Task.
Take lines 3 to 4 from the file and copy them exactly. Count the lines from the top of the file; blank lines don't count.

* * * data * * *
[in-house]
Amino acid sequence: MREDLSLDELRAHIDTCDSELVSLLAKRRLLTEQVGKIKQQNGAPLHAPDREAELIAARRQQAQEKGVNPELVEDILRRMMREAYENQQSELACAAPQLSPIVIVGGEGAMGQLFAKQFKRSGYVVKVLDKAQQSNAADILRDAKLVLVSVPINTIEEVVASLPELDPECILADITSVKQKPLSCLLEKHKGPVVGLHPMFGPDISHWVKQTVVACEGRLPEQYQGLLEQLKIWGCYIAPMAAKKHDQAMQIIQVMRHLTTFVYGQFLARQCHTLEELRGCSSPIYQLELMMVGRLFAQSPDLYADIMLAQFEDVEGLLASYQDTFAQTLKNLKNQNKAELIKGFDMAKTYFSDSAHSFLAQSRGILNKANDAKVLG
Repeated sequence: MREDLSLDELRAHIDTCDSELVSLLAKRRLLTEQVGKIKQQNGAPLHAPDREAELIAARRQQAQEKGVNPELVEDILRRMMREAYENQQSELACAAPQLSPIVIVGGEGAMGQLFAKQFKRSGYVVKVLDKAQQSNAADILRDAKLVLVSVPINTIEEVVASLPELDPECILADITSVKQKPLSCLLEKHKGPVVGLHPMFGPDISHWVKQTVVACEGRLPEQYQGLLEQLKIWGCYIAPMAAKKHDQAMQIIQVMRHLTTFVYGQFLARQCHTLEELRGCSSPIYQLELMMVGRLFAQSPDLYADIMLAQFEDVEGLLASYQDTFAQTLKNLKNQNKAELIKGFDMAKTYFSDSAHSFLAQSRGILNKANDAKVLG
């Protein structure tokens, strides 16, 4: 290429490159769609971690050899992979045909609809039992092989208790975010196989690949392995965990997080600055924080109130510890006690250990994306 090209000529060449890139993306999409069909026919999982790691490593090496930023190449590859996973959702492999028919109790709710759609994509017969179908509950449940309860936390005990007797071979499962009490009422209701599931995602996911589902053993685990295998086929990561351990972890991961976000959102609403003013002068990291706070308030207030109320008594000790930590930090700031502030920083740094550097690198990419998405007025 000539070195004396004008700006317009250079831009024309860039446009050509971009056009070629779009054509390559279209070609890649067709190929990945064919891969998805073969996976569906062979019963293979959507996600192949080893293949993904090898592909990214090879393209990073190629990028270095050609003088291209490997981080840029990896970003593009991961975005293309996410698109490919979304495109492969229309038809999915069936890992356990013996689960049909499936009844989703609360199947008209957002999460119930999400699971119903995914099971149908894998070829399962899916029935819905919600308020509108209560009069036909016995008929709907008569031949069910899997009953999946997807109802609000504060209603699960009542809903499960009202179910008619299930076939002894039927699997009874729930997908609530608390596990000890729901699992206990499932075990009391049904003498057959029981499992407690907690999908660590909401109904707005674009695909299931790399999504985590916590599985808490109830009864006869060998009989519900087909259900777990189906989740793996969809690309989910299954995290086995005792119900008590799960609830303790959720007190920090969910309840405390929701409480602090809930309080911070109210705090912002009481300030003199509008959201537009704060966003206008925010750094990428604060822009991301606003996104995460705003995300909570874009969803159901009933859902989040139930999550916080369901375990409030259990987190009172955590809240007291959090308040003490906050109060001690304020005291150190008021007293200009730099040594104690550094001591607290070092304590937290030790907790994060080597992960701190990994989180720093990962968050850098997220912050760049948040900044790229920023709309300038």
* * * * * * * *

Repeated sequence: MREDLSLDELRAHIDTCDSELVSLLAKRRLLTEQVGKIKQQNGAPLHAPDREAELIAARRQQAQEKGVNPELVEDILRRMMREAYENQQSELACAAPQLSPIVIVGGEGAMGQLFAKQFKRSGYVVKVLDKAQQSNAADILRDAKLVLVSVPINTIEEVVASLPELDPECILADITSVKQKPLSCLLEKHKGPVVGLHPMFGPDISHWVKQTVVACEGRLPEQYQGLLEQLKIWGCYIAPMAAKKHDQAMQIIQVMRHLTTFVYGQFLARQCHTLEELRGCSSPIYQLELMMVGRLFAQSPDLYADIMLAQFEDVEGLLASYQDTFAQTLKNLKNQNKAELIKGFDMAKTYFSDSAHSFLAQSRGILNKANDAKVLG
């Protein structure tokens, strides 16, 4: 290429490159769609971690050899992979045909609809039992092989208790975010196989690949392995965990997080600055924080109130510890006690250990994306 090209000529060449890139993306999409069909026919999982790691490593090496930023190449590859996973959702492999028919109790709710759609994509017969179908509950449940309860936390005990007797071979499962009490009422209701599931995602996911589902053993685990295998086929990561351990972890991961976000959102609403003013002068990291706070308030207030109320008594000790930590930090700031502030920083740094550097690198990419998405007025 000539070195004396004008700006317009250079831009024309860039446009050509971009056009070629779009054509390559279209070609890649067709190929990945064919891969998805073969996976569906062979019963293979959507996600192949080893293949993904090898592909990214090879393209990073190629990028270095050609003088291209490997981080840029990896970003593009991961975005293309996410698109490919979304495109492969229309038809999915069936890992356990013996689960049909499936009844989703609360199947008209957002999460119930999400699971119903995914099971149908894998070829399962899916029935819905919600308020509108209560009069036909016995008929709907008569031949069910899997009953999946997807109802609000504060209603699960009542809903499960009202179910008619299930076939002894039927699997009874729930997908609530608390596990000890729901699992206990499932075990009391049904003498057959029981499992407690907690999908660590909401109904707005674009695909299931790399999504985590916590599985808490109830009864006869060998009989519900087909259900777990189906989740793996969809690309989910299954995290086995005792119900008590799960609830303790959720007190920090969910309840405390929701409480602090809930309080911070109210705090912002009481300030003199509008959201537009704060966003206008925010750094990428604060822009991301606003996104995460705003995300909570874009969803159901009933859902989040139930999550916080369901375990409030259990987190009172955590809240007291959090308040003490906050109060001690304020005291150190008021007293200009730099040594104690550094001591607290070092304590937290030790907790994060080597992960701190990994989180720093990962968050850098997220912050760049948040900044790229920023709309300038």